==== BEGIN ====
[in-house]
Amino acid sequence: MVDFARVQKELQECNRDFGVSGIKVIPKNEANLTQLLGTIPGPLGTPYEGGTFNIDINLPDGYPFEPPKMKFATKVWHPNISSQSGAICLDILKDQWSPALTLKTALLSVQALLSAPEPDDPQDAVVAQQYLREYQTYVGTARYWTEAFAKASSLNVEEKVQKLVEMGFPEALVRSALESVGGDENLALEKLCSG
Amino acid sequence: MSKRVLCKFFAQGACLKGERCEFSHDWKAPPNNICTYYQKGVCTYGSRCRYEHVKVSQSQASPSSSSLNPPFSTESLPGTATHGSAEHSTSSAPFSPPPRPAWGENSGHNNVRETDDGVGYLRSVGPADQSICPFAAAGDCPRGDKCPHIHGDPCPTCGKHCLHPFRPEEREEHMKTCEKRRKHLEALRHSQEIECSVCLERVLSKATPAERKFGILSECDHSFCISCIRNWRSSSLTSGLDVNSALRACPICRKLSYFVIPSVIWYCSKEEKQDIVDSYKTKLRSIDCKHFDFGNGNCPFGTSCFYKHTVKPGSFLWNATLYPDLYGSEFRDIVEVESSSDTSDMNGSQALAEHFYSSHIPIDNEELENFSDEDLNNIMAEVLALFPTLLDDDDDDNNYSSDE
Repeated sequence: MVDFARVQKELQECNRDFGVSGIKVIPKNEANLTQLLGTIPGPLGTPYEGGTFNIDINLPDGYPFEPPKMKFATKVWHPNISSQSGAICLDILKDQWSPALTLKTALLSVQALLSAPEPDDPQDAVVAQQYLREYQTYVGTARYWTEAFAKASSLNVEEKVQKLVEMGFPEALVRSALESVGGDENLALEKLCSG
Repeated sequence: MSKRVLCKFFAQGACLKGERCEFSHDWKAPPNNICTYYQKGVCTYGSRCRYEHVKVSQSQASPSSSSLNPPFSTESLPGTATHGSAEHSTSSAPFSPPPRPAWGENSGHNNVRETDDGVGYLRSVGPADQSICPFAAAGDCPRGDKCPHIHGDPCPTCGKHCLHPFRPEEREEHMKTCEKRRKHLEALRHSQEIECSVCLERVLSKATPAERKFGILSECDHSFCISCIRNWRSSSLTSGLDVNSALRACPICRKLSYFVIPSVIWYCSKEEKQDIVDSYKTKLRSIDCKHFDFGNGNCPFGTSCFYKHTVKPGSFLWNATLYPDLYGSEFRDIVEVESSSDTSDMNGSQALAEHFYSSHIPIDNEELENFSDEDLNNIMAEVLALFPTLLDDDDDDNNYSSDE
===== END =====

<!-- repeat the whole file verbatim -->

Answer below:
[in-house]
Amino acid sequence: MVDFARVQKELQECNRDFGVSGIKVIPKNEANLTQLLGTIPGPLGTPYEGGTFNIDINLPDGYPFEPPKMKFATKVWHPNISSQSGAICLDILKDQWSPALTLKTALLSVQALLSAPEPDDPQDAVVAQQYLREYQTYVGTARYWTEAFAKASSLNVEEKVQKLVEMGFPEALVRSALESVGGDENLALEKLCSG
Amino acid sequence: MSKRVLCKFFAQGACLKGERCEFSHDWKAPPNNICTYYQKGVCTYGSRCRYEHVKVSQSQASPSSSSLNPPFSTESLPGTATHGSAEHSTSSAPFSPPPRPAWGENSGHNNVRETDDGVGYLRSVGPADQSICPFAAAGDCPRGDKCPHIHGDPCPTCGKHCLHPFRPEEREEHMKTCEKRRKHLEALRHSQEIECSVCLERVLSKATPAERKFGILSECDHSFCISCIRNWRSSSLTSGLDVNSALRACPICRKLSYFVIPSVIWYCSKEEKQDIVDSYKTKLRSIDCKHFDFGNGNCPFGTSCFYKHTVKPGSFLWNATLYPDLYGSEFRDIVEVESSSDTSDMNGSQALAEHFYSSHIPIDNEELENFSDEDLNNIMAEVLALFPTLLDDDDDDNNYSSDE
Repeated sequence: MVDFARVQKELQECNRDFGVSGIKVIPKNEANLTQLLGTIPGPLGTPYEGGTFNIDINLPDGYPFEPPKMKFATKVWHPNISSQSGAICLDILKDQWSPALTLKTALLSVQALLSAPEPDDPQDAVVAQQYLREYQTYVGTARYWTEAFAKASSLNVEEKVQKLVEMGFPEALVRSALESVGGDENLALEKLCSG
Repeated sequence: MSKRVLCKFFAQGACLKGERCEFSHDWKAPPNNICTYYQKGVCTYGSRCRYEHVKVSQSQASPSSSSLNPPFSTESLPGTATHGSAEHSTSSAPFSPPPRPAWGENSGHNNVRETDDGVGYLRSVGPADQSICPFAAAGDCPRGDKCPHIHGDPCPTCGKHCLHPFRPEEREEHMKTCEKRRKHLEALRHSQEIECSVCLERVLSKATPAERKFGILSECDHSFCISCIRNWRSSSLTSGLDVNSALRACPICRKLSYFVIPSVIWYCSKEEKQDIVDSYKTKLRSIDCKHFDFGNGNCPFGTSCFYKHTVKPGSFLWNATLYPDLYGSEFRDIVEVESSSDTSDMNGSQALAEHFYSSHIPIDNEELENFSDEDLNNIMAEVLALFPTLLDDDDDDNNYSSDE